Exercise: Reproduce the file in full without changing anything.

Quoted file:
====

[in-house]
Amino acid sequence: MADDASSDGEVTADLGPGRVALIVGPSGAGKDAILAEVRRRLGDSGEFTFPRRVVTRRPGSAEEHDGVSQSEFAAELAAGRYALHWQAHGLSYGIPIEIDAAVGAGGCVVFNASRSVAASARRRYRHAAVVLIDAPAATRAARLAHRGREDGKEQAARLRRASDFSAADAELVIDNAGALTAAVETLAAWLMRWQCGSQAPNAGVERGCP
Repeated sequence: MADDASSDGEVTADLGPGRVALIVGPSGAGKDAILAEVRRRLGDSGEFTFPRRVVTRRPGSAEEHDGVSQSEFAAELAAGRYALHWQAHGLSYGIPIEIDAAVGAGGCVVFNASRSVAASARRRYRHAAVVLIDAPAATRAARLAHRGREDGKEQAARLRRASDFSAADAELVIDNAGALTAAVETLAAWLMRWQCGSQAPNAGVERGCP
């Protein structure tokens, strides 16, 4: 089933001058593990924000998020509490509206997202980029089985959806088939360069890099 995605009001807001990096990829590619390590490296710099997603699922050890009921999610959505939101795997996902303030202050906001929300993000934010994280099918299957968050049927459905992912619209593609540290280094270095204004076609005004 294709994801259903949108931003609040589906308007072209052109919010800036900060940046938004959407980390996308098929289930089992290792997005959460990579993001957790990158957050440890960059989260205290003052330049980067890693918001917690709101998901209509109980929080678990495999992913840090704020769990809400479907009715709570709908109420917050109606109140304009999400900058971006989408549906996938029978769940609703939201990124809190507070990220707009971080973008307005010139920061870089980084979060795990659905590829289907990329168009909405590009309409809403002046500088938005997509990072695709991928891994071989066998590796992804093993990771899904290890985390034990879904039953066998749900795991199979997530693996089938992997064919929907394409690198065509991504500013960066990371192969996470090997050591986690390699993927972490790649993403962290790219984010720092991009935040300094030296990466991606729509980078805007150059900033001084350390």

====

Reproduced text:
[in-house]
Amino acid sequence: MADDASSDGEVTADLGPGRVALIVGPSGAGKDAILAEVRRRLGDSGEFTFPRRVVTRRPGSAEEHDGVSQSEFAAELAAGRYALHWQAHGLSYGIPIEIDAAVGAGGCVVFNASRSVAASARRRYRHAAVVLIDAPAATRAARLAHRGREDGKEQAARLRRASDFSAADAELVIDNAGALTAAVETLAAWLMRWQCGSQAPNAGVERGCP
Repeated sequence: MADDASSDGEVTADLGPGRVALIVGPSGAGKDAILAEVRRRLGDSGEFTFPRRVVTRRPGSAEEHDGVSQSEFAAELAAGRYALHWQAHGLSYGIPIEIDAAVGAGGCVVFNASRSVAASARRRYRHAAVVLIDAPAATRAARLAHRGREDGKEQAARLRRASDFSAADAELVIDNAGALTAAVETLAAWLMRWQCGSQAPNAGVERGCP
């Protein structure tokens, strides 16, 4: 089933001058593990924000998020509490509206997202980029089985959806088939360069890099 995605009001807001990096990829590619390590490296710099997603699922050890009921999610959505939101795997996902303030202050906001929300993000934010994280099918299957968050049927459905992912619209593609540290280094270095204004076609005004 294709994801259903949108931003609040589906308007072209052109919010800036900060940046938004959407980390996308098929289930089992290792997005959460990579993001957790990158957050440890960059989260205290003052330049980067890693918001917690709101998901209509109980929080678990495999992913840090704020769990809400479907009715709570709908109420917050109606109140304009999400900058971006989408549906996938029978769940609703939201990124809190507070990220707009971080973008307005010139920061870089980084979060795990659905590829289907990329168009909405590009309409809403002046500088938005997509990072695709991928891994071989066998590796992804093993990771899904290890985390034990879904039953066998749900795991199979997530693996089938992997064919929907394409690198065509991504500013960066990371192969996470090997050591986690390699993927972490790649993403962290790219984010720092991009935040300094030296990466991606729509980078805007150059900033001084350390």